Oh! to be a child again. My only treasures, bits of shell and stone and glass. To love nothing but maple sugar. To fear nothing but a big dog. To go to sleep without dreading the morrow. To wake up with a shout. Not to have seen a dead face. Not to dread a living one. To be able to believe.
You are taken sick; you send for a physician; he comes in, stays ten minutes, prescribes for you a healing medicine, and charges you three or four dollars. You call this 'extortionate' - forgetting the medical books he must have waded through, the revolting dissections he must have witnessed and participated in, and the medical lectures he must have digested, to have enabled him to pronounce on your case so summarily and satisfactorily.
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Can anybody tell me why reporters, in making mention of lady speakers, always consider it to be necessary to report, fully and firstly, the dresses worn by them? When John Jones or Senator Rouser frees his mind in public, we are left in painful ignorance of the color and fit of his pants, coat, necktie and vest - and worse still, the shape of his boots. This seems to me a great omission.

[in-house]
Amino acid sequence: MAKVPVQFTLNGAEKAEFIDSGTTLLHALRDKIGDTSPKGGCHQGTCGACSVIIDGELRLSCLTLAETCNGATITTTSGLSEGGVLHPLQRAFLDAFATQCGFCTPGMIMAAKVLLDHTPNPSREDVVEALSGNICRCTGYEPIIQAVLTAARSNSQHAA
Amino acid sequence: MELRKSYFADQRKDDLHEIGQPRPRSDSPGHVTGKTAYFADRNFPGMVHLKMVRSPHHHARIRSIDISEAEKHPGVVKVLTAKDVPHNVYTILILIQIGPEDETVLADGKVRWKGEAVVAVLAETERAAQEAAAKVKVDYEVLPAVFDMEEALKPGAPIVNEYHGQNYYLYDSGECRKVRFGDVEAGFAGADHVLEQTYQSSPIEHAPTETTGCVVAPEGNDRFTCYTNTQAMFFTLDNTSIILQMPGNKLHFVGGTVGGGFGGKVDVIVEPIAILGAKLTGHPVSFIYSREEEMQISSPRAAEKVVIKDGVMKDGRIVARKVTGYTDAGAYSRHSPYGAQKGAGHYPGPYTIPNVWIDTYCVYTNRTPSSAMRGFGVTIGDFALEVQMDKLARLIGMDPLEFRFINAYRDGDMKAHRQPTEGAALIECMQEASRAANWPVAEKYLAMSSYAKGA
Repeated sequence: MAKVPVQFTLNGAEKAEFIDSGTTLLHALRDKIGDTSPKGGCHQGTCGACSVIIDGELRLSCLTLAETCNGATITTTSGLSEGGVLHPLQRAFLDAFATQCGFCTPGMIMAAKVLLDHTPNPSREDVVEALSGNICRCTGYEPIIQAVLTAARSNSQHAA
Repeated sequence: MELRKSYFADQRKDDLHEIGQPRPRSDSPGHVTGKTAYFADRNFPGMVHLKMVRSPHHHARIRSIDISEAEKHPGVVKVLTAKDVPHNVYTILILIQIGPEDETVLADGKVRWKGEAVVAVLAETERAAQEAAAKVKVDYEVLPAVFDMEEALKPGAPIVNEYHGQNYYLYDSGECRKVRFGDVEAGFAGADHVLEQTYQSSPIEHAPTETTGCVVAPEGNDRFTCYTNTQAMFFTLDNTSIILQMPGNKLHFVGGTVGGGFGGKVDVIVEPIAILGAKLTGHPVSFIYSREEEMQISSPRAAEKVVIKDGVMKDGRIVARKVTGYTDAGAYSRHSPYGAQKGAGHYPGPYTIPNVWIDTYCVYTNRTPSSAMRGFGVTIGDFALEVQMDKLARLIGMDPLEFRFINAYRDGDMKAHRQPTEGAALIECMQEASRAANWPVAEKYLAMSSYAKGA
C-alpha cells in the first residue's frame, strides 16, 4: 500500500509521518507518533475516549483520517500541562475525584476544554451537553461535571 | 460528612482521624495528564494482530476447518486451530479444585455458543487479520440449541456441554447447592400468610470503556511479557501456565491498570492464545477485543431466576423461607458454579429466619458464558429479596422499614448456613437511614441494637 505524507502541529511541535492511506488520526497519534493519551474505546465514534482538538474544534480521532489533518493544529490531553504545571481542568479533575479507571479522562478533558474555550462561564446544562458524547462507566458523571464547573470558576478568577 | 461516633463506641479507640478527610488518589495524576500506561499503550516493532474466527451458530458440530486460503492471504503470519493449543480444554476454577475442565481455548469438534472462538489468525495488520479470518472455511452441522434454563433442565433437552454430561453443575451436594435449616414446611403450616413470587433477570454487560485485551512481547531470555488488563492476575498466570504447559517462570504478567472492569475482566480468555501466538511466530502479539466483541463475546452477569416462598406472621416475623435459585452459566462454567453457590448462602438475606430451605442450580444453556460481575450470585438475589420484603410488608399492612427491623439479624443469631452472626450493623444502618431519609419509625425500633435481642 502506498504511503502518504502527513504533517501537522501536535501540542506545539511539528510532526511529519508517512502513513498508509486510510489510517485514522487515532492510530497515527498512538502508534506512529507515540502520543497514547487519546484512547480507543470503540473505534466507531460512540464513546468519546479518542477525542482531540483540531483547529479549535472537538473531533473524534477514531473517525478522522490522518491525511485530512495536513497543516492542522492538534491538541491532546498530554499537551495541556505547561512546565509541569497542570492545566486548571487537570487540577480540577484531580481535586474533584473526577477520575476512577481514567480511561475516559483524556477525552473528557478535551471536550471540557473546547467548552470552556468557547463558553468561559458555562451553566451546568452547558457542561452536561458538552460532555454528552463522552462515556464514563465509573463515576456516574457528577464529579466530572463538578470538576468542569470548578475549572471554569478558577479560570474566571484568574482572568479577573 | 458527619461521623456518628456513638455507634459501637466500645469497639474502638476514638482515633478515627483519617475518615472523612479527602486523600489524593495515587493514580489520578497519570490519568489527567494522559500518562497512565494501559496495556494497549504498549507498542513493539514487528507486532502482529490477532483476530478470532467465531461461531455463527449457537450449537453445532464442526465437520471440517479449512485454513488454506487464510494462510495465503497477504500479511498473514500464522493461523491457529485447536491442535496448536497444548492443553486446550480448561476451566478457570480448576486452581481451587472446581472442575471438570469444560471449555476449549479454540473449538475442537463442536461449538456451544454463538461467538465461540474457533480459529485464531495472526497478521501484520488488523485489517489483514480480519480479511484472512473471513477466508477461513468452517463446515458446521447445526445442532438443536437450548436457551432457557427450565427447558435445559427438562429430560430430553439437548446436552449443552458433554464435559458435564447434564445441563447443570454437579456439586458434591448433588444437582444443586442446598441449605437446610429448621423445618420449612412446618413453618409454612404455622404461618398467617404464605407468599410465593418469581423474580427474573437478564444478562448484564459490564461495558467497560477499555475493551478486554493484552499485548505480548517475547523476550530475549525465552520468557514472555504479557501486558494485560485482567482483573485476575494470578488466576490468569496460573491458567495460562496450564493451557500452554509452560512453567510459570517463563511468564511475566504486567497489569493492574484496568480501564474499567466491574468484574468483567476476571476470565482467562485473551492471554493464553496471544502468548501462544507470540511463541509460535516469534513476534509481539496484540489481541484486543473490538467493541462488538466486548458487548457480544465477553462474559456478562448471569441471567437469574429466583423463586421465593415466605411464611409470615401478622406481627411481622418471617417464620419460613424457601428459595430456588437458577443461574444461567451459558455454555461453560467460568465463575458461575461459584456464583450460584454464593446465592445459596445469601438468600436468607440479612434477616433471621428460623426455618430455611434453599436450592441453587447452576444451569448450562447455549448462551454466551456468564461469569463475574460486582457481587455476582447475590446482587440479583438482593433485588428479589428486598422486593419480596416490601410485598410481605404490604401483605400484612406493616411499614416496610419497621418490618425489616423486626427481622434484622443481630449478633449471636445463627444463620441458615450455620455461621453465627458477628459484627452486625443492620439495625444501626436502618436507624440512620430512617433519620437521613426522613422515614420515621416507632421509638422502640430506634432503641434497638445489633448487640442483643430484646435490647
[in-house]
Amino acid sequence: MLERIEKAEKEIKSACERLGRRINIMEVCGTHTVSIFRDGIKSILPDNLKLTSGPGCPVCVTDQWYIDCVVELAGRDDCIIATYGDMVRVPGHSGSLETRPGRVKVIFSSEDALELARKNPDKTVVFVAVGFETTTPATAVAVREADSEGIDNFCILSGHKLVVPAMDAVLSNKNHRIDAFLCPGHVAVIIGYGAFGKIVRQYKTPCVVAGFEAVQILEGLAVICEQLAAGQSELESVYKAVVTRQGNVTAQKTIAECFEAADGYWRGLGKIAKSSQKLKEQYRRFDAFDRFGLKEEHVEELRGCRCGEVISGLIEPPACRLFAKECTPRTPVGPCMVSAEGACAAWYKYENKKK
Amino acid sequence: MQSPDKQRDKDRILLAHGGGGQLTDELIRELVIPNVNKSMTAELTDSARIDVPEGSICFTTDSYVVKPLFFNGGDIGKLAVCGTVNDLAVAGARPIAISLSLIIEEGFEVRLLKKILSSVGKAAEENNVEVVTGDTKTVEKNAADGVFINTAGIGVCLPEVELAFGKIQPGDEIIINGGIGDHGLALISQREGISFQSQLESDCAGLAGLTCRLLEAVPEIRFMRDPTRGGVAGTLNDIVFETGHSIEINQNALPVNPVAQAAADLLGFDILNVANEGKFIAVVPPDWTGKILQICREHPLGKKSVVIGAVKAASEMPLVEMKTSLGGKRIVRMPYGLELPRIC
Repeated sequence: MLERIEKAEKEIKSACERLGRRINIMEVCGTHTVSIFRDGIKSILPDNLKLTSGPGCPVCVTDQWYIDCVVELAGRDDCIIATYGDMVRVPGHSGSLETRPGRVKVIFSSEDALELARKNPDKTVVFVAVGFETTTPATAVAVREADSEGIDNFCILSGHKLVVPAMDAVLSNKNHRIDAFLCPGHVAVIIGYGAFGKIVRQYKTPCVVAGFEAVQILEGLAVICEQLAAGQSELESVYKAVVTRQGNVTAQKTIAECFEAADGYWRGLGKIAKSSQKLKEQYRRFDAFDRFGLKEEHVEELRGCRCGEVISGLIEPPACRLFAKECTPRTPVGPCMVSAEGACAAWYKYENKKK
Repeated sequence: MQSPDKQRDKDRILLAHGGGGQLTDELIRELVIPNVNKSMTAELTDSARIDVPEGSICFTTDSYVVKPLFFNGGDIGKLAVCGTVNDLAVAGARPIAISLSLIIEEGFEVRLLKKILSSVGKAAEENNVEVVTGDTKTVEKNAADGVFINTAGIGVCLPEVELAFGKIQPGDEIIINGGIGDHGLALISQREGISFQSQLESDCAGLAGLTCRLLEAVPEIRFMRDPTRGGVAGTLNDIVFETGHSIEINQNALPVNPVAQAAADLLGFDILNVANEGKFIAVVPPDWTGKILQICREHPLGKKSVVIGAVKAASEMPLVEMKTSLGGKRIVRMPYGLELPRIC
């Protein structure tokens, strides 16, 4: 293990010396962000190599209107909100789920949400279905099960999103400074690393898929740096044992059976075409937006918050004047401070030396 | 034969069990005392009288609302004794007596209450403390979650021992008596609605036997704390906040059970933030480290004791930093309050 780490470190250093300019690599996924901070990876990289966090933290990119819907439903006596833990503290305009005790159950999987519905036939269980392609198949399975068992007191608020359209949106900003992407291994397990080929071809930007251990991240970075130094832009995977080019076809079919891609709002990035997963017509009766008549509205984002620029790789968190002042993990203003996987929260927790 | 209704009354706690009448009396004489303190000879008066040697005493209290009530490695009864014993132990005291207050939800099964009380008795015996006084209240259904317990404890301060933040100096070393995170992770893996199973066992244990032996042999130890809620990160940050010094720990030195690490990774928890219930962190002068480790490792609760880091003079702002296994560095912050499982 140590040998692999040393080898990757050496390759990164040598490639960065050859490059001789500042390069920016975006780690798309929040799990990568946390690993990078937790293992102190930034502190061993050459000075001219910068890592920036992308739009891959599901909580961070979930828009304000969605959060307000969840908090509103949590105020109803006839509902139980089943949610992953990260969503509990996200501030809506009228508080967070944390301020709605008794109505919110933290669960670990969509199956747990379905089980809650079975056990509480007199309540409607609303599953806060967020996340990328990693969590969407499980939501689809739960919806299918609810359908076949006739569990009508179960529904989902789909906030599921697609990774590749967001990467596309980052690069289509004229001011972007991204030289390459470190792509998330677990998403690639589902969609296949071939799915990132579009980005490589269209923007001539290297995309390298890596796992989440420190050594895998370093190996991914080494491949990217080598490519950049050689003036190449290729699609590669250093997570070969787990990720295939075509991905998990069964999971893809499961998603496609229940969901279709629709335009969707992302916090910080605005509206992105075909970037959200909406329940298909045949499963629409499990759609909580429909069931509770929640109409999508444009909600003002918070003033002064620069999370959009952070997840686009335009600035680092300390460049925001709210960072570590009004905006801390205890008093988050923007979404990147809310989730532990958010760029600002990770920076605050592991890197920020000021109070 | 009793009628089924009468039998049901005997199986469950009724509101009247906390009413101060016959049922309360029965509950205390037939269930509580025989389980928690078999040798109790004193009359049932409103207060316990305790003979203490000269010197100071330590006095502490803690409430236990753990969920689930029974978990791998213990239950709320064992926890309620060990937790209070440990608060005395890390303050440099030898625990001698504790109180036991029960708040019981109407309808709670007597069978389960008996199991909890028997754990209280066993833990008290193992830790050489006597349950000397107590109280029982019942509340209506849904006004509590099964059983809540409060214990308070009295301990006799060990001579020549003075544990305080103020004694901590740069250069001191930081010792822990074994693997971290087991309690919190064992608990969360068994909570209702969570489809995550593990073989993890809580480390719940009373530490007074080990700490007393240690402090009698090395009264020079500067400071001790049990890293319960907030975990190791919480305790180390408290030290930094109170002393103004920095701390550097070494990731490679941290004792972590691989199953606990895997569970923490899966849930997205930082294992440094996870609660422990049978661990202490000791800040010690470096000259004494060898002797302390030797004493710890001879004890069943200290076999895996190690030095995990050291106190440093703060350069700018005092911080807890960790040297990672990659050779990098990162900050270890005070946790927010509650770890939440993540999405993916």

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Why don't men ... leave off those detestable stiff collars, stocks, and things, that make them all look like choked chickens, and which hide so many handsomely-turned throats, that a body never sees, unless a body is married, or unless a body happens to see a body's brothers while they are shaving.
I want a human sermon. I don't care what Melchisedek, or Zerubbabel, or Kerenhappuk did, ages ago; I want to know what I am to do, and I want somebody besides a theological bookworm to tell me; somebody who is sometimes tempted and tried, and is not too dignified to own it; somebody like me, who is always sinning and repenting; somebody who is glad and sorry, and cries and laughs, and eats and drinks, and wants to fight when they are trodden on, and don't!